Reye’s Syndrome – Still a Problem?
Never give aspirin to a child with a viral infection.
I remember this advice from my mother and I have passed it along in one of my posts. A reader asked why not? Why can’t you give aspirin to a child with a virus?
This got me to thinking – is this even relevant anymore?
Growing up, we had baby aspirin in our house. Aspirin was touted as an extremely safe drug for pain relief. The pills we had were small, orange-flavored tablets that resulted in me being brought to the hospital once after I ate the whole bottle of “yummy candy”.
In this age of newer drugs such as acetominophen and ibruprofen, I don’t even have aspirin in my house. Pediatricians always recommend using the newer drugs, often referring to them by their brand names, Tylenol and Advil, but do you know why?
Reye’s syndrome is a potentially fatal disease associated with aspirin use in children. I say “associated” because no one has ever been able to prove that aspirin is the trigger. It is a difficult problem to study as it only occurs in humans. Although Reye’s syndrome is seen in kids that are given aspirin for reasons other than an infection, it is more commonly seen in children that have a fever-inducing illness (usually a virus) and receive aspirin.
Reye’s syndrome causes damage to the liver and the brain. Some of the first symptoms are a rash on the hands and feet, high fever, headache and vomiting, symptoms than can easily look like a viral infection. This is referred to as Stage I. What follows are 4 ever-worsening stages of illness leading to coma and death due to liver damage and swelling of the brain.
There is no cure. Although many children with Reye’s have only a mild illness, approximately 30% of kids with Reye’s syndrome do not survive. The key is early diagnosis. With proper supportive care during the early stages, children can survive, however there is still the danger of severe brain injury.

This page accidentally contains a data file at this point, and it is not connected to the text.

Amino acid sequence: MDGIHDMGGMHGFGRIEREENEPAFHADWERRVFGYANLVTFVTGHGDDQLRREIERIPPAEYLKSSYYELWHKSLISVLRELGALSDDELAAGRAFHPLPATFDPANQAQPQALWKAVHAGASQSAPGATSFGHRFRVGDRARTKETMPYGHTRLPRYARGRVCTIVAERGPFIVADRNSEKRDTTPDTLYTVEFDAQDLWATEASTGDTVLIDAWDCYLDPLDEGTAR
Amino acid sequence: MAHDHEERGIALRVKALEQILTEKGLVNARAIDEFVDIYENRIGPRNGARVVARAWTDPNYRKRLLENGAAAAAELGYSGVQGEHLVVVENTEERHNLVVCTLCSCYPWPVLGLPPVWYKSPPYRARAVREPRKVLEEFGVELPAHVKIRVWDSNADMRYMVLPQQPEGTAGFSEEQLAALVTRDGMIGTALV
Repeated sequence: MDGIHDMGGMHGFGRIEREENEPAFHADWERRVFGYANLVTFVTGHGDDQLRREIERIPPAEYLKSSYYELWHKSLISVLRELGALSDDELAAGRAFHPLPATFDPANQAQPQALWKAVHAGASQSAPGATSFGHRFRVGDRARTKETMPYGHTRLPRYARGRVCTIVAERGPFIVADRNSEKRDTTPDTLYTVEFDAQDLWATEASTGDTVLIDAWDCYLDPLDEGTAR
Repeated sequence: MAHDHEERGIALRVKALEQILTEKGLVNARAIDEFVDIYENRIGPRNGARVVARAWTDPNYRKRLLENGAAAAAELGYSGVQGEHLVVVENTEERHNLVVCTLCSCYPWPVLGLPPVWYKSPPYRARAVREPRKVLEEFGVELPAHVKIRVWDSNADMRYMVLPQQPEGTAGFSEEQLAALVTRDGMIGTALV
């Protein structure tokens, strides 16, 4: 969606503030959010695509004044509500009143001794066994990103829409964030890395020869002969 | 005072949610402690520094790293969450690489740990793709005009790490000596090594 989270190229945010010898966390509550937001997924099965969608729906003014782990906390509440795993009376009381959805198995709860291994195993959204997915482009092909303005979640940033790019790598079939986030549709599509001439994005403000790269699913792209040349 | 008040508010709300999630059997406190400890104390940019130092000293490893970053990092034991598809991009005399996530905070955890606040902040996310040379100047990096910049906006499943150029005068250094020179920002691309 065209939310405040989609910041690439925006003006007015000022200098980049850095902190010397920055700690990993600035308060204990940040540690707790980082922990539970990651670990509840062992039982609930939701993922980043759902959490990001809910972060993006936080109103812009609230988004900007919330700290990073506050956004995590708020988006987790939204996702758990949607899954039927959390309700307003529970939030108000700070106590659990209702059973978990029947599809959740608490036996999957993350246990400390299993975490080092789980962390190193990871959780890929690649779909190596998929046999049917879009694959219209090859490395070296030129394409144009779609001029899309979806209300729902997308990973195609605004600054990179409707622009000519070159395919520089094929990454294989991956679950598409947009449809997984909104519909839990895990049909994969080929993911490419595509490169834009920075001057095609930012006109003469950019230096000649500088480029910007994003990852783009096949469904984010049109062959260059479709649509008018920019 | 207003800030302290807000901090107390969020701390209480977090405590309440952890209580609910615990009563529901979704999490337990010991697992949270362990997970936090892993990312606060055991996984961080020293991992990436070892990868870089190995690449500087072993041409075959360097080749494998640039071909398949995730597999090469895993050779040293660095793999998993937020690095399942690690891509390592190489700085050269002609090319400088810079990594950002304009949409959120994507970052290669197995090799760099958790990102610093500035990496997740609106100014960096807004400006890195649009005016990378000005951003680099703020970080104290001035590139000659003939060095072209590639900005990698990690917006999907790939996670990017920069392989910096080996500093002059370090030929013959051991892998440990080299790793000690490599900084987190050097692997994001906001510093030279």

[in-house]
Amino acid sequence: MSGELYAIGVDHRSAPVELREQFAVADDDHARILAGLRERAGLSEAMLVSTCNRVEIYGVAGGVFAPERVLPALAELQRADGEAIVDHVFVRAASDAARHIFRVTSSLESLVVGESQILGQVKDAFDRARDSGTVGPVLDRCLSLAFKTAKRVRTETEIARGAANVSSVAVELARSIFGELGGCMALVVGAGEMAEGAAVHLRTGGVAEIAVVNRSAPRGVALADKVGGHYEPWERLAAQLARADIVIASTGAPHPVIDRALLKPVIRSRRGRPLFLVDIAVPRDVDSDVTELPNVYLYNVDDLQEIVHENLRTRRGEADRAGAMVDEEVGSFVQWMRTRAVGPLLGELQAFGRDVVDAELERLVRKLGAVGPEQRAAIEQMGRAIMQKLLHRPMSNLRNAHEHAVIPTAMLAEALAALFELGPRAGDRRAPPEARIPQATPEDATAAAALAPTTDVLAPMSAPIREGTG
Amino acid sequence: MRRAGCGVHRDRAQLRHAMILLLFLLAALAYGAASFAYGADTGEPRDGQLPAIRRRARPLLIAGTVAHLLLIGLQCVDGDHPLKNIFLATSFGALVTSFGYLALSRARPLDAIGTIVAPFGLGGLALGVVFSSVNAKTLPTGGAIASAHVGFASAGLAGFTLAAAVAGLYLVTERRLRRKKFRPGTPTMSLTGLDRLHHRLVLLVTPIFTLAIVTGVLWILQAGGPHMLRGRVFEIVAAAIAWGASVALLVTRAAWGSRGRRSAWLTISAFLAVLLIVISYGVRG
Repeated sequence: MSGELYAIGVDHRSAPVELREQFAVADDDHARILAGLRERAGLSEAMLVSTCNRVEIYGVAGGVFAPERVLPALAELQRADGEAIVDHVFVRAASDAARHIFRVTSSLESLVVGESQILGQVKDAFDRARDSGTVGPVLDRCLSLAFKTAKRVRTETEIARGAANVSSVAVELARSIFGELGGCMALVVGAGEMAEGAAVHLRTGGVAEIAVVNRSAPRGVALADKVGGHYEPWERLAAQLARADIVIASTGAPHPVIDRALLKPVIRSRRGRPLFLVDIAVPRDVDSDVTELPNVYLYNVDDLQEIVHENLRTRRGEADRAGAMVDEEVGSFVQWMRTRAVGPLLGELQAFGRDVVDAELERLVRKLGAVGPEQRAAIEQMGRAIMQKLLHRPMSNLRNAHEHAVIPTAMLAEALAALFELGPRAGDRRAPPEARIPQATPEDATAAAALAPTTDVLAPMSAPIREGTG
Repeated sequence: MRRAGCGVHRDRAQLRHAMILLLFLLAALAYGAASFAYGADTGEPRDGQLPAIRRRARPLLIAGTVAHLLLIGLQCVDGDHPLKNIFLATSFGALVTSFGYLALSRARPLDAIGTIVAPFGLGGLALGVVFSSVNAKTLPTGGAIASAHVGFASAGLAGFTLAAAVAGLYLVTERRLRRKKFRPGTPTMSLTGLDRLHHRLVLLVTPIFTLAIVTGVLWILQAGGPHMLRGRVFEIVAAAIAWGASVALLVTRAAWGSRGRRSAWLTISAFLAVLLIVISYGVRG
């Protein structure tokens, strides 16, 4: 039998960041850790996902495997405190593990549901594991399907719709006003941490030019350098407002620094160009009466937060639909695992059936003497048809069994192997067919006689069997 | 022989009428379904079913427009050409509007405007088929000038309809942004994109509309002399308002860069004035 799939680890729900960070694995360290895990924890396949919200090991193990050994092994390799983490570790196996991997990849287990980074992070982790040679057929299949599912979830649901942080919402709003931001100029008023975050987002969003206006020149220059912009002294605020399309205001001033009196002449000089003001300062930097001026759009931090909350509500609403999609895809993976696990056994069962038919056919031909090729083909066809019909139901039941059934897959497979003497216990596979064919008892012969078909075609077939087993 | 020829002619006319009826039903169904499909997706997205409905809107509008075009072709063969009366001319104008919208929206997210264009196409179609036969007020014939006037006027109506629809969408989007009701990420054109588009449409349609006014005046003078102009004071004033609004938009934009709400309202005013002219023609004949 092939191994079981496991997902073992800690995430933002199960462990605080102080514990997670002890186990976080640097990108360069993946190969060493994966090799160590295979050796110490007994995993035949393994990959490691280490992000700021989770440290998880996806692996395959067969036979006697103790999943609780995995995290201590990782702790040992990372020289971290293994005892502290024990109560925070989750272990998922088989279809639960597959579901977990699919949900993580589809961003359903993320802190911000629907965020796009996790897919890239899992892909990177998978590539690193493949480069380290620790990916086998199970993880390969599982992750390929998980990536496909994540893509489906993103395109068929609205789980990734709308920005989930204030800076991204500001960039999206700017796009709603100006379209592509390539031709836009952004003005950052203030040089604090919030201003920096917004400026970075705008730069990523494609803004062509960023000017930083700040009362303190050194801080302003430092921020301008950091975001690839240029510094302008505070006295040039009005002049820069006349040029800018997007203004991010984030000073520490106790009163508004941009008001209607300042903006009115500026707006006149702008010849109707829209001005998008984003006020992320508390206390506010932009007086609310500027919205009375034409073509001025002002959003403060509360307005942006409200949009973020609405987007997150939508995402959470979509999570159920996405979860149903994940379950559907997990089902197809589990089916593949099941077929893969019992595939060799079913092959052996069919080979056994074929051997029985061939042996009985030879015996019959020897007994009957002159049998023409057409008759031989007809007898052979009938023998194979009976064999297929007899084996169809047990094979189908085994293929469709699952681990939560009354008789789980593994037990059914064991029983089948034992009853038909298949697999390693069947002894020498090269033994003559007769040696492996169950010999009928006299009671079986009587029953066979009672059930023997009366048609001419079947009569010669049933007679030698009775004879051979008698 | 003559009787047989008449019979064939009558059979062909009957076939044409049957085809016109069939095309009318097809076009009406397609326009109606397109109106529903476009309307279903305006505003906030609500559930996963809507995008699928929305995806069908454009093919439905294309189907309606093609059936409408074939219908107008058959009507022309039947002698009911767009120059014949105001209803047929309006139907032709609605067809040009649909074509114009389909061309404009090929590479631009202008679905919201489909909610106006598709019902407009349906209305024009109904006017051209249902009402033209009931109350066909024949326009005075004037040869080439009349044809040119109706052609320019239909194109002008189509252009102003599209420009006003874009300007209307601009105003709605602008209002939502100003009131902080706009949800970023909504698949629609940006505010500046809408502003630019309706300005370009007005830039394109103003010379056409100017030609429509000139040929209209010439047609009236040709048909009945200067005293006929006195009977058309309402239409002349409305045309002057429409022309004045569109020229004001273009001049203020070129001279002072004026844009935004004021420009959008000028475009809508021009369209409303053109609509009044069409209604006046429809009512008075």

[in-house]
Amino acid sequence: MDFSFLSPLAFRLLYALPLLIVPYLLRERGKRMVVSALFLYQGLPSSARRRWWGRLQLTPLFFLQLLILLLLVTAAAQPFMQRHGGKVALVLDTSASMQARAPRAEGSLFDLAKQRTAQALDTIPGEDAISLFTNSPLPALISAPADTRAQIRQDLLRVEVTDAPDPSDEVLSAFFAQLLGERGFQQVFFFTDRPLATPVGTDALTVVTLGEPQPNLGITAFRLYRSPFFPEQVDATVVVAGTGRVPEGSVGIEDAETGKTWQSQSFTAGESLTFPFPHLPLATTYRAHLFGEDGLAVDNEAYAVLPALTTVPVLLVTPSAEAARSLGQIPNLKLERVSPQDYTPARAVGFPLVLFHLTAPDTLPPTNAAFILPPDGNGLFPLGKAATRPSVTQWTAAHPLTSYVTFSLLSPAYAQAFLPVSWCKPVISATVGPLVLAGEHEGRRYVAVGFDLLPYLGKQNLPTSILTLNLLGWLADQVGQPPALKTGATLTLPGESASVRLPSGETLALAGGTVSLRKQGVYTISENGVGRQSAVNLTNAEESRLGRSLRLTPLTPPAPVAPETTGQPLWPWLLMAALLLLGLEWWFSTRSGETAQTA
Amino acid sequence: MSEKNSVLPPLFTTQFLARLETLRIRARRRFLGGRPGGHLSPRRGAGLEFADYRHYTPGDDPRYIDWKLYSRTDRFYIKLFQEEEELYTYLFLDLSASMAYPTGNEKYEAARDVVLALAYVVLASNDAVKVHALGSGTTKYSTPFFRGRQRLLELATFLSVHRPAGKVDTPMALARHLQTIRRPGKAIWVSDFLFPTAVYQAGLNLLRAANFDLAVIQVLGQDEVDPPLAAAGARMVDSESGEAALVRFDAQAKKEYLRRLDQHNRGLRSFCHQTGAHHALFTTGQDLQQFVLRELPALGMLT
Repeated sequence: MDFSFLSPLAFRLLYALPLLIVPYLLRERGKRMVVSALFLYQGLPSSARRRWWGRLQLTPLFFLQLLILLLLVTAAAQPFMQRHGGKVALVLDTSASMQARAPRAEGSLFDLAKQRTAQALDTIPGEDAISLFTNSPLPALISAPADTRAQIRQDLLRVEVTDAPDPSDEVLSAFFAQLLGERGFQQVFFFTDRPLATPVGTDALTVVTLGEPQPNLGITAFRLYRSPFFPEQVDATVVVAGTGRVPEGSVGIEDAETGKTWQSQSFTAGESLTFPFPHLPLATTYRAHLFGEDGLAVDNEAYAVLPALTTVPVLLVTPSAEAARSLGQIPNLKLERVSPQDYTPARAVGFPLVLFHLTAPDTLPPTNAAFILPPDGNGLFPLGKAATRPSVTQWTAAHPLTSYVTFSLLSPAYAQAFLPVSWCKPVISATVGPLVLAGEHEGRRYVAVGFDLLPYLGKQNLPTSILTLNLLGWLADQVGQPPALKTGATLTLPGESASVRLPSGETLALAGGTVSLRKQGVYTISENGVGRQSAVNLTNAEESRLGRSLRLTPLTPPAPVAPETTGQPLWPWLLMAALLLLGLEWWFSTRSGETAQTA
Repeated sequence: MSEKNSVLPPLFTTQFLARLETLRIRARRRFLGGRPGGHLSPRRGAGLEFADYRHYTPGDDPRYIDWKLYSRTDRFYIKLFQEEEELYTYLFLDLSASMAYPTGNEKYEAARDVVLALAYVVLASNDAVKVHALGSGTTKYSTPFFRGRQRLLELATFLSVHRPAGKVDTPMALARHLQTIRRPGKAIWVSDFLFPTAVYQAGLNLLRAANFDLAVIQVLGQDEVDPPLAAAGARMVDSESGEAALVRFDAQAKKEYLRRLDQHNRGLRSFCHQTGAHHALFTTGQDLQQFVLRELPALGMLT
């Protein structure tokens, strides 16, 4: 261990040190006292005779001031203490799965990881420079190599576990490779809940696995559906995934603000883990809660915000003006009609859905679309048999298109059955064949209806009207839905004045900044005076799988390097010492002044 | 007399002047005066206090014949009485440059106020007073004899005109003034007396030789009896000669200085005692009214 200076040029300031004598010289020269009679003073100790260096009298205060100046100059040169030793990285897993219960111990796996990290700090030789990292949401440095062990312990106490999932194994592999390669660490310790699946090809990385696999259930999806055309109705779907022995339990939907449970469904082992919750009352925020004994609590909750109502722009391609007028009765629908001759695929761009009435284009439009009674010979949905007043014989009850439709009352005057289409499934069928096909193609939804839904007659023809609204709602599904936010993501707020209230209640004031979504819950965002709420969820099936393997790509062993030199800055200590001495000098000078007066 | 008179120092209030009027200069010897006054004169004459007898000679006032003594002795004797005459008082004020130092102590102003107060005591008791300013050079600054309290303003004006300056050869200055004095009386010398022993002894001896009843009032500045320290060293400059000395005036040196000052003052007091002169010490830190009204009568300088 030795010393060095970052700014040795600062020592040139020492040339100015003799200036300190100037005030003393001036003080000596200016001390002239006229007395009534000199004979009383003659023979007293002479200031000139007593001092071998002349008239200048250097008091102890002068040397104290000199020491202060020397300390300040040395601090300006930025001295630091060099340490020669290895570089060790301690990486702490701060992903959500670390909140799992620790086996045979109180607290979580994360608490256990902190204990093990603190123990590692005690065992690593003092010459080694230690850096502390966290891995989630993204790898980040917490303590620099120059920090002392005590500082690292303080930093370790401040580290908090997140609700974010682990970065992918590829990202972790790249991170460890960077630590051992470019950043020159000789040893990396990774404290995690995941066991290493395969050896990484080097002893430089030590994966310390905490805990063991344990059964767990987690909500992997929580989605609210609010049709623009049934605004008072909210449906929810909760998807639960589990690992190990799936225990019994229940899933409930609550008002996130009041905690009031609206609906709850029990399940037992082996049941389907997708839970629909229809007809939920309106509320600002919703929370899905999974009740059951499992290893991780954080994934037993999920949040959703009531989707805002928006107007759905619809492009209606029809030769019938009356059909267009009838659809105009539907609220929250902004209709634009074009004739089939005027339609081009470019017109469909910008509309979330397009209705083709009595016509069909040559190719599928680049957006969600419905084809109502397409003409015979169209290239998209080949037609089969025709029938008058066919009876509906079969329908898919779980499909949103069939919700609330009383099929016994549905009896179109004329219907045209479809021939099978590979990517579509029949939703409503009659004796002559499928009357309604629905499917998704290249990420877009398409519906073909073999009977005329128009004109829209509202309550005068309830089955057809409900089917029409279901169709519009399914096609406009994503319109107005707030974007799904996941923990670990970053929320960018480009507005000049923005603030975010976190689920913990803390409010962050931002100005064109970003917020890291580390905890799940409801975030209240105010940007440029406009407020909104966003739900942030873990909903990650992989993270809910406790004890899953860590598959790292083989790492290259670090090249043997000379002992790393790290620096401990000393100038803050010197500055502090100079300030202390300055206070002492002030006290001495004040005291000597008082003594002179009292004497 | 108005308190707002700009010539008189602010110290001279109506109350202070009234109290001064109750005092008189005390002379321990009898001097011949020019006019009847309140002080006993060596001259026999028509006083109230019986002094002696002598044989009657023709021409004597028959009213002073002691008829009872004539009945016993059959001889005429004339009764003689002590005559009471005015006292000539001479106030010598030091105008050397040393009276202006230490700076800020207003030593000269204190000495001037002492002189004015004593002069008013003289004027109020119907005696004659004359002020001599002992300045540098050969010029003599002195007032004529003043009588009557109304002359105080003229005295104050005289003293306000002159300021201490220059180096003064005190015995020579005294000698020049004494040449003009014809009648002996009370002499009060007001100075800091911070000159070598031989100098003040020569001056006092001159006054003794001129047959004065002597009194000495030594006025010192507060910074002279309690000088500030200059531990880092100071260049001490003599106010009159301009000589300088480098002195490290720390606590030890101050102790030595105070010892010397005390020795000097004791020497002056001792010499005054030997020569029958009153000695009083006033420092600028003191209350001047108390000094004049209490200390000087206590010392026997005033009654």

Yikes – Why is this danger not proclaimed from the top of tall buildings every day?
I guess it kind of is – if you know where to look. The Centers for Disease Control (CDC), the US Surgeon General, the American Academy of Pediatrics (AAP) and the Food and Drug Administration (FDA) all recommend that children under 19 years of age not be given aspirin products when the have an illness with fever . Since the mid-80’s, aspirin-containing products are marked with a warning (chemical names for aspirin include acetylsalicylate, salicylate, acetylsalicylic acid, ASA, or salicylic acid).
Thankfully, Reye’s syndrome is now extremely rare. Since doctors began recommending against the use of aspirin in the early 80’s, the US sees only 1-2 cases per year. Another overlooked reason for reduction in the disease – Reye’s syndrome was most often seen in children that had chicken pox or flu. Vaccines have significantly reduced these diseases in children.
I’m curious – how many of you have heard about Reye’s?